Mystery of the Moonflower Murders by Anthony Horowitz
Moonflower Murders and golden age crime
If you want to read a book that harks back to the Golden Age of crime fiction, has a modern day ‘detective’ that uses a mystery novel to sort out her case, a story in a story that reveals secrets about crimes past and in the future…..well, welcome to the wonderfully complex and fascinating world of Horowitz…
This is a sequel to Magpie Murders but you can read this as a standalone….and I recommend that you do. This is one fine series….
This novel transports you Crete, London and a story within a story
Where this novel takes you…
Starting on the island of Crete, we head to London and then to the setting of a crime novel set in the 1940s
This was a joy to become immersed in. So much more than a straight forward murder mystery as it’s so vividly and brilliantly drawn so that it plays as a classic Christie-esque novel as you read.
I took a week to read this. I do this with certain books as I like to immerse myself in them like a good bath. This is a tangled web of relationships, lies , family dramas and a whole lot of murder and suspicion. It’s complex so it takes your concentration but by god is it worth it.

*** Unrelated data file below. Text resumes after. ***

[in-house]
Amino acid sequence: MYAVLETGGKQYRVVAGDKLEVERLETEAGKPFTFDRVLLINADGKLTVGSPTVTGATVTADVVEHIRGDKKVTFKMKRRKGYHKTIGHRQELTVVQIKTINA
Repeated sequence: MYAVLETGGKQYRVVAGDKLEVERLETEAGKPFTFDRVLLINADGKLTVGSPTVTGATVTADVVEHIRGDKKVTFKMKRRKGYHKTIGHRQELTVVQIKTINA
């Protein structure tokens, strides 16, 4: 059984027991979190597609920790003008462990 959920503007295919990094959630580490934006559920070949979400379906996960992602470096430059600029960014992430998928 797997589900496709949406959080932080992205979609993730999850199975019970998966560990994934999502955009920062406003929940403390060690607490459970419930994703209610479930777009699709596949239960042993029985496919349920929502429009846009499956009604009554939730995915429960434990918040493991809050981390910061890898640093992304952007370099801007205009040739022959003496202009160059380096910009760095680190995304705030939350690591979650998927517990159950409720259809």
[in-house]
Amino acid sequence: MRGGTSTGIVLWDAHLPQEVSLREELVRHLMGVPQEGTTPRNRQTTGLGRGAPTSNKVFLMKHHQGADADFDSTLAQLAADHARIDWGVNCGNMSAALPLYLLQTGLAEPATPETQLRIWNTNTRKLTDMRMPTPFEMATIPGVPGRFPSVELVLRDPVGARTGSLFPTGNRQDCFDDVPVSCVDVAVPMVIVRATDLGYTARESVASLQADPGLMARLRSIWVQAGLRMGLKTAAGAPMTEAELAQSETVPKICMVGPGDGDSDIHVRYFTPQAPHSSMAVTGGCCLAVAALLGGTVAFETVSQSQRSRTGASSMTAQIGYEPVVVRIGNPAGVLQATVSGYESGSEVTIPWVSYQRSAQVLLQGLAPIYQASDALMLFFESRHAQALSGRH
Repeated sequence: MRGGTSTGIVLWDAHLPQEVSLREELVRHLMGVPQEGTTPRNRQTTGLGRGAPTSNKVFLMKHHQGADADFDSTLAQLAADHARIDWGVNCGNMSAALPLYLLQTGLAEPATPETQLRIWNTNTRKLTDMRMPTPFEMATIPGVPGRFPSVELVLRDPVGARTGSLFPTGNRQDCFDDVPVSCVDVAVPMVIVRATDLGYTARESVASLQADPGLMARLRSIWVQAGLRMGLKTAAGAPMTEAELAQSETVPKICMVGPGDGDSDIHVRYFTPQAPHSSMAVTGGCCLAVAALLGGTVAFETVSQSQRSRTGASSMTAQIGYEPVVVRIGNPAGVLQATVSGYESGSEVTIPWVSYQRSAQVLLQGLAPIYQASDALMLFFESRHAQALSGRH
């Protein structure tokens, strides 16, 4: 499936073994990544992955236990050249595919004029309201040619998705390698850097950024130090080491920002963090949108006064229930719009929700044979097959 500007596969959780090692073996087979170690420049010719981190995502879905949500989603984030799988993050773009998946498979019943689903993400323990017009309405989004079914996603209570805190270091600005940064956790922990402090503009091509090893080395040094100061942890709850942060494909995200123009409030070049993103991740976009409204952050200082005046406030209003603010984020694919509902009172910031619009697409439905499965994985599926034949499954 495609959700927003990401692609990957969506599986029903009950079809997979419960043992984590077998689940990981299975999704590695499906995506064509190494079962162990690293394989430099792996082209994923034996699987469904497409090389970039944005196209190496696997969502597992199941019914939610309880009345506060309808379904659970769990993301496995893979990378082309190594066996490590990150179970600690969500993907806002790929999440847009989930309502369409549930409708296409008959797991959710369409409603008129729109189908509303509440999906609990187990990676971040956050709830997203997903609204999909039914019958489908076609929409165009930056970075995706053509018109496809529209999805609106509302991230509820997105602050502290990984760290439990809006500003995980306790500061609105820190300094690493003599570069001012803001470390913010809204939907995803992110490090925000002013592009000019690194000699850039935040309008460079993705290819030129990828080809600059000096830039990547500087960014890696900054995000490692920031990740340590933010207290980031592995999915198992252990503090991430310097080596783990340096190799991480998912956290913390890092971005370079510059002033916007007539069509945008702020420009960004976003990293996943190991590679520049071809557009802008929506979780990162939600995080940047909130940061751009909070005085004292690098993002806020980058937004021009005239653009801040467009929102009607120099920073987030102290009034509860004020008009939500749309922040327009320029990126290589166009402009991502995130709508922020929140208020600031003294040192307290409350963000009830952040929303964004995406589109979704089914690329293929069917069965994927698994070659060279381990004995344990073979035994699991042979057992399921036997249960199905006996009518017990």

In a nutshell – a publisher lives in Greece when she is approached by a couple who tell her a bizarre story. Their daughter was married in a hotel where, on the same day, there is a murder. Their daughter Cecily is now missing and the whole thing makes Susan very curious indeed.
What’s even more intriguing is that Cecily had phoned her parents the day before she went missing, saying that the wrong man had been arrested for the crime. She’d read a book by Alan Conway and this title – Atticus Pund Takes the Case, – based on that hotel murder actually reveals who the killer is. She heads to London and to the hotel to find out the truth.
Meanwhile, that book within a book about Atticus Pund is featured in this very novel. You read half way through and then that book opens up and you are taken from one world and novel into another before emerging at the end with the answers and clues from both. Very very clever. A brainteaser of a novel. How on earth the author kept all the threads together….it’s a brilliant novel that Agatha Christie herself would be proud of I’m sure.
Looking back, there’s clues and snippets of clue and red herrings through out. Then there’s the asides, the whispers and the someone at the door moments. Symbols and nods to detective golden oldie moments. A pure delight of a literary puzzle from start to finish.
I don’t want to say more as you have to read this with little or no knowledge of what is to come. I would just say read it for the pure pleasure of having a novel within a novel, a murder in a hotel and a cast of characters that are so dysfunctional, it’s as if EastEnders and Downton Abbey had joined forces.
Anthony Horowitz that was just one of the most intense yet enjoyable literary experiences I have had for some time. Thank you.